Using Like Plants as Trap Crops to Control the Harlequin Bug
BLACKSBURG, Virginia – Using brassica trap crops may help control harlequin bugs, a common pest of cole crops, and offer an Integrated Pest Management (IPM) method in organic vegetable production.
Anna Wallingford, a graduate research assistant in the Department of Entomology at Virginia Tech, received a $9,523 Southern Sustainable Agriculture Research & Education (SARE) Graduate Student Grant to study the effectiveness of a trap cropping system as an alternative to broad-spectrum foliar insecticide applications to manage the harlequin bug.
The harlequin bug, similar to the stinkbug, is a pierce-sucking insect that feeds on the leaves of cole crops, leaving white blotches and making the crops unmarketable. Heavy feeding pressure can cause the plants to wilt and die.
Wallingford found that a mustard border row trap crop is effective in controlling the harlequin bug in collards, and is likely to provide control in other cash crops of the same species, such as broccoli, cabbage, Brussels sprouts and cauliflower. In addition, the cultural method also reduces the need for broad-spectrum insecticides in cole crops, as the research indicated that an addition of a systemic insecticide made no difference in the amount of damage observed.
“The border rows of mustard were shown to provide effective control of harlequin bug in collards, keeping the feeding damage below 25 percent, which is acceptable in many circumstances,” said Wallingford. “Collard plots with mustard border rows had less harlequin bug damage than plots without mustard border rows.”
Wallinford conducted lab tests on five brassica crops and one non-brassica crop to evaluate harlequin bug host plant preference for habitation, feeding, oviposition and development. The purpose of the tests, said Wallingford, was to determine which crops could be used in a trap cropping system that would draw insect feeding away from the cash crops.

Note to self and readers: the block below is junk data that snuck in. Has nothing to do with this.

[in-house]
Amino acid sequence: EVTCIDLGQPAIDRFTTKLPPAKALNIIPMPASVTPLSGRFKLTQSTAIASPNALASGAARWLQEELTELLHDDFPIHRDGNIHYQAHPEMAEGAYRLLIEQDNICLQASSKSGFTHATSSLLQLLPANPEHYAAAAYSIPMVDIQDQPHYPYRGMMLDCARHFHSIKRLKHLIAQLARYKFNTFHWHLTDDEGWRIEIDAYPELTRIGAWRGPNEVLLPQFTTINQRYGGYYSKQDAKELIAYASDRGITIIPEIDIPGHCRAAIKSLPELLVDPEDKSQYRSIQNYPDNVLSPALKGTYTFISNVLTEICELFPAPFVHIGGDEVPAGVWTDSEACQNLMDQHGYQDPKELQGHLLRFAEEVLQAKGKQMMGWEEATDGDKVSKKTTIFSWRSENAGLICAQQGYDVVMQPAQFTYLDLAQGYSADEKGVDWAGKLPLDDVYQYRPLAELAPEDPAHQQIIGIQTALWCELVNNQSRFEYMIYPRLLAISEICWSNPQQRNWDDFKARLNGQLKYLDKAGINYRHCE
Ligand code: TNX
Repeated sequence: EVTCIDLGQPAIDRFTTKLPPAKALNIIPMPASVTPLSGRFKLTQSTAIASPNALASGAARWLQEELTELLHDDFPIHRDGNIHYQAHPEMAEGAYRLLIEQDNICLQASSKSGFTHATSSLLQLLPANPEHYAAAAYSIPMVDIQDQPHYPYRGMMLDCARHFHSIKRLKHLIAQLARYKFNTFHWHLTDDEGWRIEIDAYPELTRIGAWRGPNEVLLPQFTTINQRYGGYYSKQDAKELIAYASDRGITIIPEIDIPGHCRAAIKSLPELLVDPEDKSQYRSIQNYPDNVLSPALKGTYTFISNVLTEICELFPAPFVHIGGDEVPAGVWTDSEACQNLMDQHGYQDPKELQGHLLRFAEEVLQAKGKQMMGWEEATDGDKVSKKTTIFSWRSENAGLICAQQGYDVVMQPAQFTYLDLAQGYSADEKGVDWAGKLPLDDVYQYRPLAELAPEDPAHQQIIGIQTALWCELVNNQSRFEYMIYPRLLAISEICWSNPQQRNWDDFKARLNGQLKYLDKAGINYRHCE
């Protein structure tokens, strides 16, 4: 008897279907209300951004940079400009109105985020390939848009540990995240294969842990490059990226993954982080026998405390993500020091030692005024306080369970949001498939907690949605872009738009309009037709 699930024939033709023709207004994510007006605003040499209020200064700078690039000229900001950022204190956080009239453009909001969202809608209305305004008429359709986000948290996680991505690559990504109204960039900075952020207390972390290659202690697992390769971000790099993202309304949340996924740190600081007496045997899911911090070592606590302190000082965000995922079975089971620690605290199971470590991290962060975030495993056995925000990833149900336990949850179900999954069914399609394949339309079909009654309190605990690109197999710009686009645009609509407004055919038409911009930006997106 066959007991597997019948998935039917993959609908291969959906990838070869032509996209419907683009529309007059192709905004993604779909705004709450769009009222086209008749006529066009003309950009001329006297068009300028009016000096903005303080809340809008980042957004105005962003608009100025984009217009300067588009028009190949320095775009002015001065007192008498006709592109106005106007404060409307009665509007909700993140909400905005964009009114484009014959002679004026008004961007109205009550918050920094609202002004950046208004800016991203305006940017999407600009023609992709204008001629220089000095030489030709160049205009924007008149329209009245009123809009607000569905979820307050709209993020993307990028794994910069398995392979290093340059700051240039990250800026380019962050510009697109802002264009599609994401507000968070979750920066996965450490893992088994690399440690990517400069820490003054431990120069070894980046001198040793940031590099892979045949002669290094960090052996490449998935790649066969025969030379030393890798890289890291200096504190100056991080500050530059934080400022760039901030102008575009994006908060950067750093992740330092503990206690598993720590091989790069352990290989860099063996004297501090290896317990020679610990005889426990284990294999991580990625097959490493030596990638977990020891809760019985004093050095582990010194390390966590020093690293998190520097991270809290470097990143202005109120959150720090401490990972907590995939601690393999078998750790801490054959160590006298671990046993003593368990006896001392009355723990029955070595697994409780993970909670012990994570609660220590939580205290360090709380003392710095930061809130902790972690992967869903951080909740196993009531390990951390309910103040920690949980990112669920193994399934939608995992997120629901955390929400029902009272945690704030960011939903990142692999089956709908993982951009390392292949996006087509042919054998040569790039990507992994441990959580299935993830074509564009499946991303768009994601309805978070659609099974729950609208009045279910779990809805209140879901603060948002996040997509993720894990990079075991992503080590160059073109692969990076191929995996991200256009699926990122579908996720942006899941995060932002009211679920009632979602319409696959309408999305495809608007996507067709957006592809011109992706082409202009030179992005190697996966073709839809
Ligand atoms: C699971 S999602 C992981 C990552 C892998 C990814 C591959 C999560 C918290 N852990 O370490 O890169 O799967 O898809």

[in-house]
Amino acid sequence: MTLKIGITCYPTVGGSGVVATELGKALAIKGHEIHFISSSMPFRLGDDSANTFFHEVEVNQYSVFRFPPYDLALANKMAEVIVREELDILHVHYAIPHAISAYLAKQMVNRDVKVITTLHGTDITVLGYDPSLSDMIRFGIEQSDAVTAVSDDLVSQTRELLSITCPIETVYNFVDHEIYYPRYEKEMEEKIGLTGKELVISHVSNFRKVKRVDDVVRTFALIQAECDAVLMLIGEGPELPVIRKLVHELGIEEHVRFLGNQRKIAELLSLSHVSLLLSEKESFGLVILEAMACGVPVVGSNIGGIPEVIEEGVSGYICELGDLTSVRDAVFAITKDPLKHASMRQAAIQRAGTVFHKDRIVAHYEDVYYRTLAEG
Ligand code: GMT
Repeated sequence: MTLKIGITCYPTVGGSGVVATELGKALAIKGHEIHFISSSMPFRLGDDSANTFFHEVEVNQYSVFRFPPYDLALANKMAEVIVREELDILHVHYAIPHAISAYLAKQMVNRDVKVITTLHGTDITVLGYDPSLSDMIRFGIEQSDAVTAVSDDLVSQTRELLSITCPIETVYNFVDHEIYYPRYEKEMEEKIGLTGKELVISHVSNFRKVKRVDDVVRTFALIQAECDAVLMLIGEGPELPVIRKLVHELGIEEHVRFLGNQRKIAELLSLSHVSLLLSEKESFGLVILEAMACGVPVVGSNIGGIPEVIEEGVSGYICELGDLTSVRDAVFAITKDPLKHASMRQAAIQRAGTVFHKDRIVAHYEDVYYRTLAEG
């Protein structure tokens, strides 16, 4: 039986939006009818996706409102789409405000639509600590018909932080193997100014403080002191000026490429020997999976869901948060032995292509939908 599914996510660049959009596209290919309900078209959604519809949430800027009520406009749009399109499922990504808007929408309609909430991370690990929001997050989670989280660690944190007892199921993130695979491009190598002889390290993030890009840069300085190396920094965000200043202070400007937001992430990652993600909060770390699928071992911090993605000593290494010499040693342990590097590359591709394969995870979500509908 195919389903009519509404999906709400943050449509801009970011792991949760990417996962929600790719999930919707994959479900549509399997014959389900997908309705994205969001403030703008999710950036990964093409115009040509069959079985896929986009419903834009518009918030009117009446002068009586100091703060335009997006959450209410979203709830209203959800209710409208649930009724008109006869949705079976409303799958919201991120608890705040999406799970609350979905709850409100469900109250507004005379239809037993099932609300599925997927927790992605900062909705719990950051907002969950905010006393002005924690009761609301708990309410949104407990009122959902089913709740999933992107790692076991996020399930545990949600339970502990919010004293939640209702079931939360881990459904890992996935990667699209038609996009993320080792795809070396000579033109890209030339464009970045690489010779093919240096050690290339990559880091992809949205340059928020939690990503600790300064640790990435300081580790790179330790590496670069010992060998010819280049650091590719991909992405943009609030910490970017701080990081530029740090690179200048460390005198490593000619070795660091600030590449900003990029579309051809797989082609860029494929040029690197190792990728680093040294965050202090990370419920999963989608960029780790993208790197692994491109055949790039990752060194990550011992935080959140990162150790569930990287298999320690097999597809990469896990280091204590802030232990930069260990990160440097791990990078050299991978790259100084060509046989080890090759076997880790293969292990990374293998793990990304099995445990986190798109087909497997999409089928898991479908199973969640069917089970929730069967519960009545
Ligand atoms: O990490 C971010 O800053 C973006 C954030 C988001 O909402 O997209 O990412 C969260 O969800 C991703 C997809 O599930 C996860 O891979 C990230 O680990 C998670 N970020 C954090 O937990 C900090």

“The results showed that the mustard plant performed the best, and that was the plant we took to the field for our trap cropping research,” said Wallingford. “The results also helped us to better understand the role of plant and insect cues involved in host plant selection.”
Wallingford said that the male harlequin bug responded to mustard odors in the air, suggesting the bug uses a series of complex olfactory cues to find host plants.
“Once the male finds a desirable host, he releases an aggregation pheromone that attracts additional individuals to the host plant,” said Wallingford. “Such research is important in effectively managing the pest.”
Thomas Kuhar, as associate professor in entomology at Virginia Tech, said that using a trap cropping system might be an effective IPM technique in cole crops.
“Many farmers have already adopted IPM practices by using softer chemicals to control worm pests of cole crops. However, such insecticides aren’t effective in controlling the harlequin bug,” said Kuhar. “Trap cropping may be a really good option to controlling those pests, especially in organic production situations.”
Wallingford said that the trap cropping system might also work for other pest species, such as flea beetles and the diamondback moth.
For more information on the SARE-funded research, “Trap Cropping for Management of Harlequin Bug in Cole Crops,” visit the national SARE projects database and search by project number GS09-081.
Details of Wallingford’s research, Harlequin Bug Biology and Pest Management in Brassicaceous Crops, have also been published in the Journal of Integrated Pest Management.
Published by the Southern Region of the Sustainable Agriculture Research and Education (SARE) program. Funded by the USDA National Institute of Food and Agriculture (NIFA), Southern SARE operates under cooperative agreements with the University of Georgia, Fort Valley State University, and the Kerr Center for Sustainable Agriculture to offer competitive grants to advance sustainable agriculture in America's Southern region.